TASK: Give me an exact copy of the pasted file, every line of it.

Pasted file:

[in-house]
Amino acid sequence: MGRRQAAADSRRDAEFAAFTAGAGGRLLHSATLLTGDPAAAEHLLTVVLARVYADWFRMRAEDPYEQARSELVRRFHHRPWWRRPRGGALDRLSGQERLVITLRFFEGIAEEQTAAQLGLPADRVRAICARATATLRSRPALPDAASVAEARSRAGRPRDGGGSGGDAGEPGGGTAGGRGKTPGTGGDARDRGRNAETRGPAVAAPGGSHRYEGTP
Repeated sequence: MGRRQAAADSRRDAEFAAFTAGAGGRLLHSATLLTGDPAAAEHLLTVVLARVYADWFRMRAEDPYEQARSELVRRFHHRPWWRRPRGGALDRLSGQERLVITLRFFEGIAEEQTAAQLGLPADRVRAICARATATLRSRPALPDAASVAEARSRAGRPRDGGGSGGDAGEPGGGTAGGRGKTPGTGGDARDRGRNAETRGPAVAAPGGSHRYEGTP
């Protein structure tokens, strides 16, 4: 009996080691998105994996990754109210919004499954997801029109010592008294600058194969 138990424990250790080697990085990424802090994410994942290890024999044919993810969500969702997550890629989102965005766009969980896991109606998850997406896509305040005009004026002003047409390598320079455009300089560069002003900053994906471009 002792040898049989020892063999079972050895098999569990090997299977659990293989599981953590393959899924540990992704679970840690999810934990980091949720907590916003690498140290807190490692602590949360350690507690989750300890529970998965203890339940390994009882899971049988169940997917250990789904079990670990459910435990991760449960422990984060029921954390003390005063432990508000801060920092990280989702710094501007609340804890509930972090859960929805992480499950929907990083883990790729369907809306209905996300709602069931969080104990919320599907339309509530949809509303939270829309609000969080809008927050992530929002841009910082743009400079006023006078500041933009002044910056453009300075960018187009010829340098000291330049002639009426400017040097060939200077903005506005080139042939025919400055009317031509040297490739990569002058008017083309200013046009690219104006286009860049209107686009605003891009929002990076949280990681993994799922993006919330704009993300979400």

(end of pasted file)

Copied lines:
[in-house]
Amino acid sequence: MGRRQAAADSRRDAEFAAFTAGAGGRLLHSATLLTGDPAAAEHLLTVVLARVYADWFRMRAEDPYEQARSELVRRFHHRPWWRRPRGGALDRLSGQERLVITLRFFEGIAEEQTAAQLGLPADRVRAICARATATLRSRPALPDAASVAEARSRAGRPRDGGGSGGDAGEPGGGTAGGRGKTPGTGGDARDRGRNAETRGPAVAAPGGSHRYEGTP
Repeated sequence: MGRRQAAADSRRDAEFAAFTAGAGGRLLHSATLLTGDPAAAEHLLTVVLARVYADWFRMRAEDPYEQARSELVRRFHHRPWWRRPRGGALDRLSGQERLVITLRFFEGIAEEQTAAQLGLPADRVRAICARATATLRSRPALPDAASVAEARSRAGRPRDGGGSGGDAGEPGGGTAGGRGKTPGTGGDARDRGRNAETRGPAVAAPGGSHRYEGTP
């Protein structure tokens, strides 16, 4: 009996080691998105994996990754109210919004499954997801029109010592008294600058194969 138990424990250790080697990085990424802090994410994942290890024999044919993810969500969702997550890629989102965005766009969980896991109606998850997406896509305040005009004026002003047409390598320079455009300089560069002003900053994906471009 002792040898049989020892063999079972050895098999569990090997299977659990293989599981953590393959899924540990992704679970840690999810934990980091949720907590916003690498140290807190490692602590949360350690507690989750300890529970998965203890339940390994009882899971049988169940997917250990789904079990670990459910435990991760449960422990984060029921954390003390005063432990508000801060920092990280989702710094501007609340804890509930972090859960929805992480499950929907990083883990790729369907809306209905996300709602069931969080104990919320599907339309509530949809509303939270829309609000969080809008927050992530929002841009910082743009400079006023006078500041933009002044910056453009300075960018187009010829340098000291330049002639009426400017040097060939200077903005506005080139042939025919400055009317031509040297490739990569002058008017083309200013046009690219104006286009860049209107686009605003891009929002990076949280990681993994799922993006919330704009993300979400």